In the devastating wake of Hurricane Harvey, a number of articles have made the rounds, listing which nonprofit organizations the public should donate to (or not donate to). Inevitably, these organizations are ranked based on what percentage of donor dollars go towards programs as opposed to management/general expenses, commonly known as "overhead." While overhead can certainly be a factor in judging an organization’s effectiveness and overall financial health, it is important for the public to remember that these expenses are only one part of the big picture.
Overhead costs are necessary for any organization - nonprofit and for-profit alike. Overhead can include things like computers and software that keep track of programs and analyze outcomes, training and salaries for staff, rent, pencils, stamps, paper, phone service, internet service, accounting and legal services. To quote this SSIR article (an old one, but a good one), "You can't run a high-performing organization from your car."
Some organizations have inherently higher overhead costs than others. A worldwide organization providing emergency medical services might have a massive infrastructure with hundreds of offices, medical databases, contractors, training and certification needs - all of which cost money to maintain and upgrade. If this organization doesn’t invest in infrastructure, their databases might crash in emergencies, their staff and volunteers would lack appropriate training and direction, and they would not be well-positioned to respond quickly to disasters around the world.
On the other hand, a small organization offering web-based community services might only have one or two people on staff, a home office, and limited overhead costs. But that's because they have fewer operational demands, not necessarily because they're more effective. That doesn't mean this small organization is not effective either - it just means that overhead costs alone are a poor way to judge an organization's efficacy.
Unfortunately, donors don’t always understand the decisions or operational necessities that make up overhead costs. They might simply see a percentage on your Form 990, and assume that tells the whole story. Communication is key in helping your donors understand not only what your overhead costs are, but why they are crucial to your mission.
There is also a pervasive and sometimes overwhelming confusion in the nonprofit sector regarding expense classification and reporting. For example, two different organizations pay their Outreach Coordinator an annual salary of $50,000:
Organization A is a small operation with a volunteer bookkeeper. In an attempt to keep their overhead costs down, they do not seek out the services of a trained CPA. This organization assumes (logically, but mistakenly) that all salaries should be classified as an administrative cost, so they report 100% of the Outreach Coordinator's salary under Management & General Expenses.
Organization B has contracted the services of a trained CPA, who knows that salaries can be divided into different categories of functional expenses. After analyzing a year's worth of payroll records, they determine that the Outreach Coordinator has spent 80% of her time interacting directly with program beneficiaries. So Organization B classifies $40,000 of her total salary as Program Expenses, and only $10,000 as Management & General Expenses.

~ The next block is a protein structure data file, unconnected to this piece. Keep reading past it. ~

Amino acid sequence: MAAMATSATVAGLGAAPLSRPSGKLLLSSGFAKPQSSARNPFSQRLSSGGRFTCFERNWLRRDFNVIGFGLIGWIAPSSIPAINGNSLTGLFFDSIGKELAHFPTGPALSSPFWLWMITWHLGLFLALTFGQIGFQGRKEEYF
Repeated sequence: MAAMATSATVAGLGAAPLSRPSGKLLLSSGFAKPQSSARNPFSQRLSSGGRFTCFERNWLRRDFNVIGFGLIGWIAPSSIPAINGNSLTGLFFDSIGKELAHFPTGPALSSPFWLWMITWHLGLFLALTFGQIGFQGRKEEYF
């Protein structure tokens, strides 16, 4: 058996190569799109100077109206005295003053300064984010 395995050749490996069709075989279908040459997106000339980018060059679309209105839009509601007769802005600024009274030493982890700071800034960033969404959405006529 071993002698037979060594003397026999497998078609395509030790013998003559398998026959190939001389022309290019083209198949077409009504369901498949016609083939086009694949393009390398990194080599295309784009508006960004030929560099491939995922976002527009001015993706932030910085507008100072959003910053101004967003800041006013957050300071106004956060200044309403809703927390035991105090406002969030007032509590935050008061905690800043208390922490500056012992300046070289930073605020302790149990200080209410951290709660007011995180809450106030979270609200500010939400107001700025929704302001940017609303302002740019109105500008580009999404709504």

Even after factoring in the added cost of specialized accounting services, in the end, Organization B’s Form 990 will show that they spent significantly less on overhead than Organization A. Clearly, the way you record and account for expenses can have a very real impact on the perception of your nonprofit.
Beginning next year, a new Accounting Standards Update will require all organizations to report expenses by both function (programs, fundraising, general/management) and nature (salaries, repairs, rent, postage). This is intended to make it more clear exactly how you are using your resources, providing a broader understanding of your overall financial picture on the Form 990. In theory, this may lead to greater transparency surrounding overhead expenses.
However, greater transparency doesn’t address the root of the problem. The public conversation surrounding overhead costs needs to change. Instead of rewarding nonprofits for savvy accounting skills, they should be rewarded for the effectiveness of their services and the impact of their mission. Not all organizations are able or willing to dedicate additional funds to hiring trained CPAs or researching byzantine IRS regulations. And even the most knowledgeable nonprofits are at a disadvantage in this system; after all, time is money too. Is it a good use of their time to sit down and calculate the exact cost, distribution, and departmental usage for every pencil purchased, every page printed, every phone call made? Or is it better to simply allocate the whole cost to operational expenses and move on? The more time that nonprofits are forced to spend on improving just the perception of their costs, the less time they are spending on helping their communities, assisting victims of disasters, and making the world a better place.